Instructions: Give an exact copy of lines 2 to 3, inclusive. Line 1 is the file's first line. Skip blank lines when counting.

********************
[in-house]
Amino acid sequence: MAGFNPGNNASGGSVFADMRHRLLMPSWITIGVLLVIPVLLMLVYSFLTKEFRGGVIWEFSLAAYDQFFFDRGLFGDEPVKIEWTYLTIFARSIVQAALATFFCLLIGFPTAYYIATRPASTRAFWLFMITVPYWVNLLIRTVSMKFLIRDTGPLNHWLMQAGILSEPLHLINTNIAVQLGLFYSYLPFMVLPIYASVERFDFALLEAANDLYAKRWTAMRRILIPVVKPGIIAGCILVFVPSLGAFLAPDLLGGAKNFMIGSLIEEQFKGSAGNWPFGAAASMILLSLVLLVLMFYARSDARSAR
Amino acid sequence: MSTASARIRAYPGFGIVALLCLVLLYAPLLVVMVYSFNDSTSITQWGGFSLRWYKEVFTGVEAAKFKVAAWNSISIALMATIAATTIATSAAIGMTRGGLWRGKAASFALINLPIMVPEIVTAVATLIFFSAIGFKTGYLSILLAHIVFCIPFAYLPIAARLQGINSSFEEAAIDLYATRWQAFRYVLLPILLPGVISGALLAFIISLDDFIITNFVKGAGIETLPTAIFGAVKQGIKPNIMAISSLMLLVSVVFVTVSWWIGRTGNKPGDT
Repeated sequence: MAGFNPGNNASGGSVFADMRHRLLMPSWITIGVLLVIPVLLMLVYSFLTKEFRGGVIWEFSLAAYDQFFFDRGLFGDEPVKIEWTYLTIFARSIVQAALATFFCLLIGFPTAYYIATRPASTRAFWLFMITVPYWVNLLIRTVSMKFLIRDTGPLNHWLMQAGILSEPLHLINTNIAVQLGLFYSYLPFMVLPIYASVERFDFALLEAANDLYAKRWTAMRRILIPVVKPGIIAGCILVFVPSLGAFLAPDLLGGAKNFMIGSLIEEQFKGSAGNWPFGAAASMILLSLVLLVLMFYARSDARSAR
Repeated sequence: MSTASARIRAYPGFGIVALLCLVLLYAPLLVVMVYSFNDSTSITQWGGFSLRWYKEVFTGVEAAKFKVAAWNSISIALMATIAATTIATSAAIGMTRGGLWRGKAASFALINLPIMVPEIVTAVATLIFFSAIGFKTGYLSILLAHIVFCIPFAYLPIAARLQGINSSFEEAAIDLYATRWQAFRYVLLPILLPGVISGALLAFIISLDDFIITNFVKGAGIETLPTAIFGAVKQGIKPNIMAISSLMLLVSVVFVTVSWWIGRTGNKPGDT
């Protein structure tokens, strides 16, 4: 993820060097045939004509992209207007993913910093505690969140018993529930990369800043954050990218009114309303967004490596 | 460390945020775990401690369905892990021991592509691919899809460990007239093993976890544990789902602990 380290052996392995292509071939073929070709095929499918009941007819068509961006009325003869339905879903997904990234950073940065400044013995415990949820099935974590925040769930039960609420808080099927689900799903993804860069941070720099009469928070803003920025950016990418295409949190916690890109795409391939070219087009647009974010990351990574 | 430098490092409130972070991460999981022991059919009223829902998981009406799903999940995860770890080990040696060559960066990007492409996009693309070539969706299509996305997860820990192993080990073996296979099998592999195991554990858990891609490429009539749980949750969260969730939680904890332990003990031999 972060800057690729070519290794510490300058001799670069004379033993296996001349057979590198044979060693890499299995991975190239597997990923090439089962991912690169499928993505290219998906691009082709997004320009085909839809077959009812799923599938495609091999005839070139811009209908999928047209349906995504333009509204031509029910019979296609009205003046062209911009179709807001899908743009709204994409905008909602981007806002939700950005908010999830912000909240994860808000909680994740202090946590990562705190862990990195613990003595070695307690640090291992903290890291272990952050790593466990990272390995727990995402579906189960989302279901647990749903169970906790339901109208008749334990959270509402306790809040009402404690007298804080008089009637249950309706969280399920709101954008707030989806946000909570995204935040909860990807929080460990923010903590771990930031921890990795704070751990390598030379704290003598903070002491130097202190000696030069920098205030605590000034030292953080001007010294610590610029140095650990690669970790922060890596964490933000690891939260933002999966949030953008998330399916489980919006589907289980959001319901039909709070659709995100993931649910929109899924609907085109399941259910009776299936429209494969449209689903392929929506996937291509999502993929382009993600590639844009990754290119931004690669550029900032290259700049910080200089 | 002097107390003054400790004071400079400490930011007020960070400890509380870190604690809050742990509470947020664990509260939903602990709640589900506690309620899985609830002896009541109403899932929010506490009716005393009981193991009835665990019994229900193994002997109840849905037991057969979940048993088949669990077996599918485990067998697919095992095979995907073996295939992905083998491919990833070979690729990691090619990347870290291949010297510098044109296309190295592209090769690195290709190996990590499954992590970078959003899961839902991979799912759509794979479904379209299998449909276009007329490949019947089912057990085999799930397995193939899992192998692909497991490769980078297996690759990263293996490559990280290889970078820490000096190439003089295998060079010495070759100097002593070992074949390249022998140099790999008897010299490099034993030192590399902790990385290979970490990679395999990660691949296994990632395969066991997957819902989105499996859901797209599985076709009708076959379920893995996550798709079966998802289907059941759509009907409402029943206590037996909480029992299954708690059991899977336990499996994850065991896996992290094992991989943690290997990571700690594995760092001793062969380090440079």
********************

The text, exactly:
Amino acid sequence: MAGFNPGNNASGGSVFADMRHRLLMPSWITIGVLLVIPVLLMLVYSFLTKEFRGGVIWEFSLAAYDQFFFDRGLFGDEPVKIEWTYLTIFARSIVQAALATFFCLLIGFPTAYYIATRPASTRAFWLFMITVPYWVNLLIRTVSMKFLIRDTGPLNHWLMQAGILSEPLHLINTNIAVQLGLFYSYLPFMVLPIYASVERFDFALLEAANDLYAKRWTAMRRILIPVVKPGIIAGCILVFVPSLGAFLAPDLLGGAKNFMIGSLIEEQFKGSAGNWPFGAAASMILLSLVLLVLMFYARSDARSAR
Amino acid sequence: MSTASARIRAYPGFGIVALLCLVLLYAPLLVVMVYSFNDSTSITQWGGFSLRWYKEVFTGVEAAKFKVAAWNSISIALMATIAATTIATSAAIGMTRGGLWRGKAASFALINLPIMVPEIVTAVATLIFFSAIGFKTGYLSILLAHIVFCIPFAYLPIAARLQGINSSFEEAAIDLYATRWQAFRYVLLPILLPGVISGALLAFIISLDDFIITNFVKGAGIETLPTAIFGAVKQGIKPNIMAISSLMLLVSVVFVTVSWWIGRTGNKPGDT